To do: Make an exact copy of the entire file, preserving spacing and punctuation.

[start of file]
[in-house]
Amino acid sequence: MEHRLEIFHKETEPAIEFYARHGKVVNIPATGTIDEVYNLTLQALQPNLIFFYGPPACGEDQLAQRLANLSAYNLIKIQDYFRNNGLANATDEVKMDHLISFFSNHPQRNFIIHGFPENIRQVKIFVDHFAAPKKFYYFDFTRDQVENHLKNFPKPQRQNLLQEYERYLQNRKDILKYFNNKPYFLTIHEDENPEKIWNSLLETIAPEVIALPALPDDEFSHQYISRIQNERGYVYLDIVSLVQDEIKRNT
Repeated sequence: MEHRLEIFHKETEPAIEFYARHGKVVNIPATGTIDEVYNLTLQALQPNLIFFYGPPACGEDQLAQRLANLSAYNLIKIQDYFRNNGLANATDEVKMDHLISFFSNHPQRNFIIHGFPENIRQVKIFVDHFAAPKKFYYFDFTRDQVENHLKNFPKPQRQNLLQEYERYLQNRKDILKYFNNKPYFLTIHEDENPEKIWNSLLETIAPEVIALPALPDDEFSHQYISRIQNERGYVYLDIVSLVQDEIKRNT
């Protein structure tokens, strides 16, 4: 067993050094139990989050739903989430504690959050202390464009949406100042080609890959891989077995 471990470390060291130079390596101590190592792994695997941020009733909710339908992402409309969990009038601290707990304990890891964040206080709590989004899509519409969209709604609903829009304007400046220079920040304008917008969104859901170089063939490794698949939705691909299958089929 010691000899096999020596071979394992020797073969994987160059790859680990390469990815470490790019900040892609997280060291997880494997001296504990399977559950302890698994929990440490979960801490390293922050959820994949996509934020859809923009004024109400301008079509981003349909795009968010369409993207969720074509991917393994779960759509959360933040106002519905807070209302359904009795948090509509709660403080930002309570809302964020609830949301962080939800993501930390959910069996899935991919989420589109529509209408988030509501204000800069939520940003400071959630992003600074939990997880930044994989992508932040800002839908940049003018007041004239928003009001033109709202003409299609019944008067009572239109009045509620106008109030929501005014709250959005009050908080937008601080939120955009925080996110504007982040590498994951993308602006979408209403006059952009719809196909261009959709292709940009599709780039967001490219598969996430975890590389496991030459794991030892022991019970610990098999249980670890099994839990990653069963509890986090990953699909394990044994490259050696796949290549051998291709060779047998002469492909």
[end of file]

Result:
[in-house]
Amino acid sequence: MEHRLEIFHKETEPAIEFYARHGKVVNIPATGTIDEVYNLTLQALQPNLIFFYGPPACGEDQLAQRLANLSAYNLIKIQDYFRNNGLANATDEVKMDHLISFFSNHPQRNFIIHGFPENIRQVKIFVDHFAAPKKFYYFDFTRDQVENHLKNFPKPQRQNLLQEYERYLQNRKDILKYFNNKPYFLTIHEDENPEKIWNSLLETIAPEVIALPALPDDEFSHQYISRIQNERGYVYLDIVSLVQDEIKRNT
Repeated sequence: MEHRLEIFHKETEPAIEFYARHGKVVNIPATGTIDEVYNLTLQALQPNLIFFYGPPACGEDQLAQRLANLSAYNLIKIQDYFRNNGLANATDEVKMDHLISFFSNHPQRNFIIHGFPENIRQVKIFVDHFAAPKKFYYFDFTRDQVENHLKNFPKPQRQNLLQEYERYLQNRKDILKYFNNKPYFLTIHEDENPEKIWNSLLETIAPEVIALPALPDDEFSHQYISRIQNERGYVYLDIVSLVQDEIKRNT
């Protein structure tokens, strides 16, 4: 067993050094139990989050739903989430504690959050202390464009949406100042080609890959891989077995 471990470390060291130079390596101590190592792994695997941020009733909710339908992402409309969990009038601290707990304990890891964040206080709590989004899509519409969209709604609903829009304007400046220079920040304008917008969104859901170089063939490794698949939705691909299958089929 010691000899096999020596071979394992020797073969994987160059790859680990390469990815470490790019900040892609997280060291997880494997001296504990399977559950302890698994929990440490979960801490390293922050959820994949996509934020859809923009004024109400301008079509981003349909795009968010369409993207969720074509991917393994779960759509959360933040106002519905807070209302359904009795948090509509709660403080930002309570809302964020609830949301962080939800993501930390959910069996899935991919989420589109529509209408988030509501204000800069939520940003400071959630992003600074939990997880930044994989992508932040800002839908940049003018007041004239928003009001033109709202003409299609019944008067009572239109009045509620106008109030929501005014709250959005009050908080937008601080939120955009925080996110504007982040590498994951993308602006979408209403006059952009719809196909261009959709292709940009599709780039967001490219598969996430975890590389496991030459794991030892022991019970610990098999249980670890099994839990990653069963509890986090990953699909394990044994490259050696796949290549051998291709060779047998002469492909």